Various studies have researched rates of autism in males compared to females, with the most recent data estimating that autism is at least three times as common in boys than it is in girls.
One theory to explain this diagnostic imbalance is that men are more likely to have a biological predisposition to autism compared to women. However, contemporary research paints a rather different picture.
Many scientists and autism experts now believe that there are far more autistic women and girls than we realise, but many are ‘flying under the radar’, remaining undiagnosed for long periods of time, or sometimes, their entire lives.
There are a number of ways to explain this hypothesis, with the three main arguments being: that the autism diagnostic criteria are geared towards men, that autistic women are better at “masking” than autistic men, and that autistic women often do not fit autism stereotypes typically associated with the condition.
Are the autism criteria geared towards men?
Because autism has long been thought to be more common in boys compared to girls, early autism research only used male participants. This has led to an intense gender-bias in both research and diagnosis that persists to this day.
As a result of this research, many experts believe the autism diagnostic criteria are geared towards men, which means women are often missed when undergoing assessment. Paige Layle, who is autistic herself, has created a series of educational videos explaining how autism can present differently in girls and women, and the problems this can cause.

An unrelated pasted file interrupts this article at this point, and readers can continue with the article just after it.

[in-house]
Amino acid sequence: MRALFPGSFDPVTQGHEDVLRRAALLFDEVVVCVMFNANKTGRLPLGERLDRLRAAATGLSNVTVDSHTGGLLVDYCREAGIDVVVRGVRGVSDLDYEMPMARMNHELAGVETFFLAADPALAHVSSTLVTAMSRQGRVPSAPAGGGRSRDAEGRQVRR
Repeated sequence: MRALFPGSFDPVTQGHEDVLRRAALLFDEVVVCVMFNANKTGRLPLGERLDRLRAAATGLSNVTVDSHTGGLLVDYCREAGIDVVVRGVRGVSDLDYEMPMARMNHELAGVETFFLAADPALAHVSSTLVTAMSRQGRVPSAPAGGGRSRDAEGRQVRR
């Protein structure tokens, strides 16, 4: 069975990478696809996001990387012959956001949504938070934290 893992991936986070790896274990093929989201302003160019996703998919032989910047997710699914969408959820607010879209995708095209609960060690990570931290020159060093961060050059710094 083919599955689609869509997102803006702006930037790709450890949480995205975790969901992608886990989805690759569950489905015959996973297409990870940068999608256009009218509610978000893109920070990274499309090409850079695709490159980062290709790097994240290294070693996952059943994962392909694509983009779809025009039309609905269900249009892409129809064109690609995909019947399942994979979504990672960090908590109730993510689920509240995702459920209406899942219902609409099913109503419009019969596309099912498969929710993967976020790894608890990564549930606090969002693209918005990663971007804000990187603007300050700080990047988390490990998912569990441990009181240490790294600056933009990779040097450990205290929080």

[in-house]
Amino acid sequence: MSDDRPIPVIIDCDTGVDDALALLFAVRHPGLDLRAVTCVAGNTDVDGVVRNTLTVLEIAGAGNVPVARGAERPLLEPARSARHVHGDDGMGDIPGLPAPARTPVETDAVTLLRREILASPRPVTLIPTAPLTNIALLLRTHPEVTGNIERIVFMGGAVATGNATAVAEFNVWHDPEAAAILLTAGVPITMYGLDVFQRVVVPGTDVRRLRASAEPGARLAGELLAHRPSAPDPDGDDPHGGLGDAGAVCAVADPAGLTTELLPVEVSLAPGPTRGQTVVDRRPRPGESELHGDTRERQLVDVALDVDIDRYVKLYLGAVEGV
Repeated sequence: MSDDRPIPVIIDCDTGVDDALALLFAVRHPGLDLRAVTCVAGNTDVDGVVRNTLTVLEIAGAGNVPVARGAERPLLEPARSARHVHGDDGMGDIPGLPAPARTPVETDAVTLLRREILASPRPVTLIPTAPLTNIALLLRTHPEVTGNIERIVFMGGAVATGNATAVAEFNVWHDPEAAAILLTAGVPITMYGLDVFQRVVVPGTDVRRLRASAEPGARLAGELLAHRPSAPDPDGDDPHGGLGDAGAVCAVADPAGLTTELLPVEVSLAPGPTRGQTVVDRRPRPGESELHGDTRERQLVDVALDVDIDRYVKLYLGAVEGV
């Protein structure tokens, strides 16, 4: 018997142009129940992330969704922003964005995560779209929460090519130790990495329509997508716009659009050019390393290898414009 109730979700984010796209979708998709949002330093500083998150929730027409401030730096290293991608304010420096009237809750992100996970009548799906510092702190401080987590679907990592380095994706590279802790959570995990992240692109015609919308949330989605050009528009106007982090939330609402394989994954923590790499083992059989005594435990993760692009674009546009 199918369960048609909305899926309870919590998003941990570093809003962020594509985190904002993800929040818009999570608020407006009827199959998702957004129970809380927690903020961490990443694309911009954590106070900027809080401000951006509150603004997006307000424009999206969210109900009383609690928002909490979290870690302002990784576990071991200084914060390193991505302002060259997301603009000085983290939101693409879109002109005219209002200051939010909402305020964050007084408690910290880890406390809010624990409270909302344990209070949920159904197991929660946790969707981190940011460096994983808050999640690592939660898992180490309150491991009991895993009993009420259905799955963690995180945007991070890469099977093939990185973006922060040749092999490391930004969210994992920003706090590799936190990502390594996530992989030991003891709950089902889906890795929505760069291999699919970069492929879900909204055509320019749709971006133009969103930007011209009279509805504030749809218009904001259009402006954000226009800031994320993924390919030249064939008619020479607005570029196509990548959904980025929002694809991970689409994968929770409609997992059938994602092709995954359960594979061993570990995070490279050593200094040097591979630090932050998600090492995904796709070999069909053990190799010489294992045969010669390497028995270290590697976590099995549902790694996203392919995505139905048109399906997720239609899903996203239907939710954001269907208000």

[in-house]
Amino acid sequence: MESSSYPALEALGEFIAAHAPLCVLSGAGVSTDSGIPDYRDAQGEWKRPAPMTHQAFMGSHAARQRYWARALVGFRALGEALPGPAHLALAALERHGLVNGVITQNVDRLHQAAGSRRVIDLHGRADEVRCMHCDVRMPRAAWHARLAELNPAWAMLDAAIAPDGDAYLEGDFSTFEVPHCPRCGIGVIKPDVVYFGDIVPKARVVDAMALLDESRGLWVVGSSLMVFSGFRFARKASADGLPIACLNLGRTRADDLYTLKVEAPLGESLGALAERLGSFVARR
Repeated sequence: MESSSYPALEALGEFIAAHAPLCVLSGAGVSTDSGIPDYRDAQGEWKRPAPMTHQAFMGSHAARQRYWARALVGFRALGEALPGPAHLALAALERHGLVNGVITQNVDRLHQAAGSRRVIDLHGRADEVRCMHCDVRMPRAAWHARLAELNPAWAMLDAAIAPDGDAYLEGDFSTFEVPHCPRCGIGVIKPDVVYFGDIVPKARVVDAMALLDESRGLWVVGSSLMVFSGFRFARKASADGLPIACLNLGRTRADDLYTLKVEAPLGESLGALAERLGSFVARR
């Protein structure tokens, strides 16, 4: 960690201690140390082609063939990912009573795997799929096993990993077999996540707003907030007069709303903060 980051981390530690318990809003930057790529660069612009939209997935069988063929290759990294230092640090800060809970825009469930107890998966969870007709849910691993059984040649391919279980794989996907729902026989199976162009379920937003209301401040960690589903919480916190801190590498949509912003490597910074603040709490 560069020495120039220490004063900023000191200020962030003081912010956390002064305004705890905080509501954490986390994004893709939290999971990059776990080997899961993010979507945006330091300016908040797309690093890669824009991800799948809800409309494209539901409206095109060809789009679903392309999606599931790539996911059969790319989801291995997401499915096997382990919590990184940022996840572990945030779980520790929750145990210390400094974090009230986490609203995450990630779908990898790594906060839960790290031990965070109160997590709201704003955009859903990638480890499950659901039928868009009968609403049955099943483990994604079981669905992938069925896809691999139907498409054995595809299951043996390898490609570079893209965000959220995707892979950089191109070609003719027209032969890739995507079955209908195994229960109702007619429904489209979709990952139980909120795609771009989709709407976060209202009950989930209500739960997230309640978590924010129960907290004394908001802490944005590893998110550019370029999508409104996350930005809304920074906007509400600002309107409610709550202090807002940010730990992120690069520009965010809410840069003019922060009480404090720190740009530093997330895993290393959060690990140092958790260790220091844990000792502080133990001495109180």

In one video, she explains that a lot of the questions asked during assessments are based on ‘male’ topics. For example, when asking about hyper-fixations or limited interests, the doctor might ask: “Is your child focused on one specific sport or a specific player from that one sport?” Girls might answer “no” to this question, but it’s not because they don’t have a limited interest, it’s because they’re fixated on something else like horses or dolls, for example.
Although these tests have been revised in recent years, experts say many questions are still based on gender stereotypes or an overly simplistic concept of sex differences. This means that when women and girls have a special interest in a more ‘feminine’ area, the level of interest if often missed and their autism remains undiagnosed.
As a result, women and girls are often diagnosed with autism far later than their male counterparts, with research suggesting that just 20% of girls are diagnosed with autism spectrum condition (ASC) prior to the age of 11, compared to 50% of boys.
Late diagnoses can trigger the onset of other mental health disorders, such as depression and anxiety, as it becomes harder to keep up with social rules and complex social relationships.
What is masking and how does it affect autistic girls?
In order to cope in social situations, many autistic girls and women begin to ‘mask’ their autistic traits. ‘Masking’ or ‘camouflaging’ is when the individual artificially performs behaviours which are deemed to be socially acceptable (by neurotypical standards) or hides behaviours that may be viewed as socially unacceptable.